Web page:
When any series is complete, like the number series 1,2,3,4,5...10, the series is full - there is no space left for additional numbers. And it's the same with the series of elements - there aren't any gaps left to fill in, so the series is complete. Keep in mind, though, that's it's still possible to add on at the end BUT, as I said earlier, all of the heavier elements that have been artificially created in the lab are very, very unstable and break down rather quickly. This is a good indication that if anything beyond the table IS formed anywhere in the universe, it won't last long enough to be detected. Even if we managed to be there in person when it formed.

    Spectral analysis is a VERY useful tool. If you've ever watched a show on TV that involved the discovery that someone had been poisoned or given some drug that killed them, it was through spectral analysis that the discovery was made.

    One property of the elements is that each has it's own set of unique spectral absorption or emission bands. Just like a fingerprint. When you heat an unknown substance in the lab, you can identify precisely what elements are present in it by those "fingerprints." And it works the same exact way on light coming to us from the sun or extremely distant stars. By analyzing the light coming from any star, we can tell exactly what elements are present in that star. And we see the exact same elements in all of them that we see in our sun and that are present here on Earth. No new ones have been found in over 100 years.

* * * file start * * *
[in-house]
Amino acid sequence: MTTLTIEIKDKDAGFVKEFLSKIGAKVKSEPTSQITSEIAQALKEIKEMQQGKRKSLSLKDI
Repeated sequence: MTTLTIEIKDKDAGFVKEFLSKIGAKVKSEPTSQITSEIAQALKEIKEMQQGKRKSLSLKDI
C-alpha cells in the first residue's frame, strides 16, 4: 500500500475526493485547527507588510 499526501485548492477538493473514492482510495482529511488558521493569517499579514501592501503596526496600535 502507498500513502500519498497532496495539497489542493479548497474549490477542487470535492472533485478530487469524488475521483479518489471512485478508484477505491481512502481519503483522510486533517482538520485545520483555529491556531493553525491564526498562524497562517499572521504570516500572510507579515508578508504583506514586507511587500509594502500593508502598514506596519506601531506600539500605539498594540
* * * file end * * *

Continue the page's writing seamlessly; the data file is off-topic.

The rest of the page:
So, taking all that information together (atomic instability and spectral analysis), it's highly unlikely we will ever find anything new.

    As a complete side note, I'm betting you've heard of the "red shift", right? That's how we determine that other stars and galaxies are moving away from us and at what speed. It uses those same spectral bands that we just talked about and involves the Doppler effect. What we see is that for any one given star, the spectral bands of all the elelments present are shifted downward in frequency by exactly the same amount. It's really pretty interesting when you think about all the different things we can tell without even having to go there.

  7. #7
    Please use Sugar Cane Alcohol Billy T's Avatar
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    Quote Originally Posted by Light
    I don't quite follow your statement....
    Re read your text in my quote of it. I have now made the your word "ever" bold and that that word makes it "not strictly true" which is all I said. Your point is correct, just your wording is slightly in error.

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    Quote Originally Posted by Billy T
    Re read your text in my quote of it. I have now made the your word "ever" bold and that that word makes it "not strictly true" which is all I said. Your point is correct, just your wording is slightly in error.
    Ahhhh, yes, I see - thanks. I failed to include a time-line qualifier.

  9. #9
    The Amish web page is fast! alexb123's Avatar
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    Light Thanks for taking the time to type all that up. Its sad there will be no more elements but as you say, it appears we have them all